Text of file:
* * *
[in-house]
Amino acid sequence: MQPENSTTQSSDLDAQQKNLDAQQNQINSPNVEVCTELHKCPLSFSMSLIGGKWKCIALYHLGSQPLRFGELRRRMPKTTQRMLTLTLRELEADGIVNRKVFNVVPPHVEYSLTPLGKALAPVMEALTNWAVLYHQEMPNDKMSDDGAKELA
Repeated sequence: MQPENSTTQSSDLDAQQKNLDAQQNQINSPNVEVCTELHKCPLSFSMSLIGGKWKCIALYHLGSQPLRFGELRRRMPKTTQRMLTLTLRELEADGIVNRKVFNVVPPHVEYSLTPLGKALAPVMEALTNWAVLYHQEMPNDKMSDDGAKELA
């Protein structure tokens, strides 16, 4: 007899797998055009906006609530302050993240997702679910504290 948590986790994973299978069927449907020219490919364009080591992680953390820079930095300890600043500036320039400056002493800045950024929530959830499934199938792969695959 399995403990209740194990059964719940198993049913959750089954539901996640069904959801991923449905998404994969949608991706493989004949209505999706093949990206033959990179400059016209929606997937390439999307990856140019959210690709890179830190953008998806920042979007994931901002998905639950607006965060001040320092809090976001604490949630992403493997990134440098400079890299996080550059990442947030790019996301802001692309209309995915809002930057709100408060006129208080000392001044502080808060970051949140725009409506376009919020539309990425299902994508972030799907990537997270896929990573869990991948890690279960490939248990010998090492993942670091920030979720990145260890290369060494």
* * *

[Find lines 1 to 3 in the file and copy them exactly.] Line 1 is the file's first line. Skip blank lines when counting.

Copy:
[in-house]
Amino acid sequence: MQPENSTTQSSDLDAQQKNLDAQQNQINSPNVEVCTELHKCPLSFSMSLIGGKWKCIALYHLGSQPLRFGELRRRMPKTTQRMLTLTLRELEADGIVNRKVFNVVPPHVEYSLTPLGKALAPVMEALTNWAVLYHQEMPNDKMSDDGAKELA
Repeated sequence: MQPENSTTQSSDLDAQQKNLDAQQNQINSPNVEVCTELHKCPLSFSMSLIGGKWKCIALYHLGSQPLRFGELRRRMPKTTQRMLTLTLRELEADGIVNRKVFNVVPPHVEYSLTPLGKALAPVMEALTNWAVLYHQEMPNDKMSDDGAKELA